Crews Replenish State’s Hurricane-Battered Beaches

Wed November 24, 2004 - Southeast Edition
Bonnie L. Quick

The scene that greeted tourists and residents of St. Pete Beach and Pass-a-Grille was unusual to say the least. There were no tourists sunning themselves, no residents walking or running the beaches. Swimmers and surfers were nowhere to be seen. A few people were having breakfast at the beach concession stand, but the attention was on the workers in hard hats, the pipeline and the tape strung across the walkways, not the water.

Along the beach stretched a series of large diameter pipes hooked together for the purpose of re-nourishing the beach with sand that had been shifted during the four hurricanes that hit Florida in a short period of time. The work at Pass-a-Grille Beach was a continuation of the re-nourishment project started in Treasure Island and Upham Beach earlier in the season. The funding for the work is part of a $130 million federal plan to replenish all of Florida’s battered beaches, including Pinellas County’s 35 miles. Pinellas County received about $3 million.

Fortunately, because the equipment was already in place after Hurricanes Charley, Frances, Jeanne and Ivan, the beach communities were able to save a million-dollar set-up fee. The re-nourishment project replaced 30 ft. (9.1 m) of beach at Treasure Island, almost 200 ft. (61 m) of sand at Upham Beach, and when complete will have replenished 80 ft. (24.4) at Pass-a-Grille.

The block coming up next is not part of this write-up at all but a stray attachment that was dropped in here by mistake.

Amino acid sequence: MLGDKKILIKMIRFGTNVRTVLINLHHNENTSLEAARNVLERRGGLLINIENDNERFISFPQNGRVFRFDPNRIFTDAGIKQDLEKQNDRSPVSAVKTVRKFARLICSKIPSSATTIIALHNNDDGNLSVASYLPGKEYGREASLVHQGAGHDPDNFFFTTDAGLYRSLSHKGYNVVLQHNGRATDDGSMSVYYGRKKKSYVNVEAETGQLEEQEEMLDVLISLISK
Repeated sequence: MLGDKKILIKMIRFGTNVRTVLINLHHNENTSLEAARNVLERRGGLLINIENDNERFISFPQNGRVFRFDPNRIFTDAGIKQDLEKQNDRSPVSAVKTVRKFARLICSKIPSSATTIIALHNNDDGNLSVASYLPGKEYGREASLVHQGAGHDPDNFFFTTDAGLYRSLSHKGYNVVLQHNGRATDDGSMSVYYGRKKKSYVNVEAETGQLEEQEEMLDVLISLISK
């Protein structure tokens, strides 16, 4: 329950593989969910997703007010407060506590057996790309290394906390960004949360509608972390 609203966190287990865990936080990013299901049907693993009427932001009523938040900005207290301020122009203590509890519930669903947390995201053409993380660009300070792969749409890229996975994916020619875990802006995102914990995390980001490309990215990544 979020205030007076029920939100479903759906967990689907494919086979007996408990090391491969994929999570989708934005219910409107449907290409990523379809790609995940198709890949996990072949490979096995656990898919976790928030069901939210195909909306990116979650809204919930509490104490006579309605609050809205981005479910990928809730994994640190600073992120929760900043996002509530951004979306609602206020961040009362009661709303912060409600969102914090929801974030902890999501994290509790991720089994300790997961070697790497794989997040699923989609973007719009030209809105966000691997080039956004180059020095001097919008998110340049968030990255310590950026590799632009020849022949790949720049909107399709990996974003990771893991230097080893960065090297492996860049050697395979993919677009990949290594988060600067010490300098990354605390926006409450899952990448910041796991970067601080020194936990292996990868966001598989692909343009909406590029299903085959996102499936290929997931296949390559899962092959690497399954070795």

The process is essentially a simple one. Sand is dredged from the channel and pumped and dumped back onto the beach. The hydraulic dredge, in this case The Charleston, is stationed about 400 yds. off-shore attached to a pipeline that is approximately 2 mi. (3.2 km) in length. A pipe is lowered into the sand equipped with a cutter head that spins through the sand. A pump on the ship sucks the sand into the pipe as the dredge moves, dragging the head across the sand. The mixture, which is 80 percent sand and 20 percent water, is forced through the pipeline by three pumps on board the dredge. The sand and water are sprayed onto the beach as layer upon layer is added until it reaches the desired height and depth. Workers spread and smooth out the sand on shore. Rough weather can delay the process because choppy water conditions can damage the dredging equipment.

“We have been down here since July 14 and have completed Upham Beach and Treasure Island. Here at Pass-a-Grille, the dredge is pumping the material through two miles of pipeline,” said Isaiah Allston Jr., foreman of this project.

“We had rough weather with high winds, which put us back a little, but we expect to be completed soon.” There are approximately 40 workers on the job.

“Math and global positioning systems [GPS], computer programs and calibrations all play a role in rebuilding a beach,” said field engineer Matt Dryden, of Norfolk Dredging, the Virginia based company that is contracted for the multi-million dollar projects.

A GPS unit sends a signal to a satellite, which then provides the latitude, longitude and elevation of the beach. Following a drawing based on what the shoreline should look like; a computer program reconciles what part of the beach exists now with what it should look like. Engineers calculate the volume of sand needed.